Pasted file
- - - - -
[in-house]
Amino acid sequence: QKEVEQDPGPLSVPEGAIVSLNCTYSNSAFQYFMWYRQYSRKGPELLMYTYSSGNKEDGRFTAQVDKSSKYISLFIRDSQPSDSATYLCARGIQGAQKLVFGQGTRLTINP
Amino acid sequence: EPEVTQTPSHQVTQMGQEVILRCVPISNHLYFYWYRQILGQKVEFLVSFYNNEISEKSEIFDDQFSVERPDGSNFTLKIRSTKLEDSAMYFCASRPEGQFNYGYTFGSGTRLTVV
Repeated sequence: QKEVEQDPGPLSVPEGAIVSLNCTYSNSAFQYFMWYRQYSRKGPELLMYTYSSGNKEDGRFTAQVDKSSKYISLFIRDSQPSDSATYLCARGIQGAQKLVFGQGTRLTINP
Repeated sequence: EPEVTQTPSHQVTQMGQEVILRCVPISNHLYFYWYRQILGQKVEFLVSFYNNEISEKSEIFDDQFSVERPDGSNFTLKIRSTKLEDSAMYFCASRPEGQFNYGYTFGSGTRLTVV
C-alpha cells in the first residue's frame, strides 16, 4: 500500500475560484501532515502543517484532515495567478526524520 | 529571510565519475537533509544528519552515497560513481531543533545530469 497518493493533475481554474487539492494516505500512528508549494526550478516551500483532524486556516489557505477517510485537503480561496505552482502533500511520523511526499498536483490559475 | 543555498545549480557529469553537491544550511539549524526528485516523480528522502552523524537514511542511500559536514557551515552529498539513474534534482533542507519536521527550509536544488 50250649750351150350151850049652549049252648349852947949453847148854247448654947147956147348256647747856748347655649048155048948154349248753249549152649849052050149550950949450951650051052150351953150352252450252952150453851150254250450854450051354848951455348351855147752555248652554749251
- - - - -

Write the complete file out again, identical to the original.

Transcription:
[in-house]
Amino acid sequence: QKEVEQDPGPLSVPEGAIVSLNCTYSNSAFQYFMWYRQYSRKGPELLMYTYSSGNKEDGRFTAQVDKSSKYISLFIRDSQPSDSATYLCARGIQGAQKLVFGQGTRLTINP
Amino acid sequence: EPEVTQTPSHQVTQMGQEVILRCVPISNHLYFYWYRQILGQKVEFLVSFYNNEISEKSEIFDDQFSVERPDGSNFTLKIRSTKLEDSAMYFCASRPEGQFNYGYTFGSGTRLTVV
Repeated sequence: QKEVEQDPGPLSVPEGAIVSLNCTYSNSAFQYFMWYRQYSRKGPELLMYTYSSGNKEDGRFTAQVDKSSKYISLFIRDSQPSDSATYLCARGIQGAQKLVFGQGTRLTINP
Repeated sequence: EPEVTQTPSHQVTQMGQEVILRCVPISNHLYFYWYRQILGQKVEFLVSFYNNEISEKSEIFDDQFSVERPDGSNFTLKIRSTKLEDSAMYFCASRPEGQFNYGYTFGSGTRLTVV
C-alpha cells in the first residue's frame, strides 16, 4: 500500500475560484501532515502543517484532515495567478526524520 | 529571510565519475537533509544528519552515497560513481531543533545530469 497518493493533475481554474487539492494516505500512528508549494526550478516551500483532524486556516489557505477517510485537503480561496505552482502533500511520523511526499498536483490559475 | 543555498545549480557529469553537491544550511539549524526528485516523480528522502552523524537514511542511500559536514557551515552529498539513474534534482533542507519536521527550509536544488 50250649750351150350151850049652549049252648349852947949453847148854247448654947147956147348256647747856748347655649048155048948154349248753249549152649849052050149550950949450951650051052150351953150352252450252952150453851150254250450854450051354848951455348351855147752555248652554749251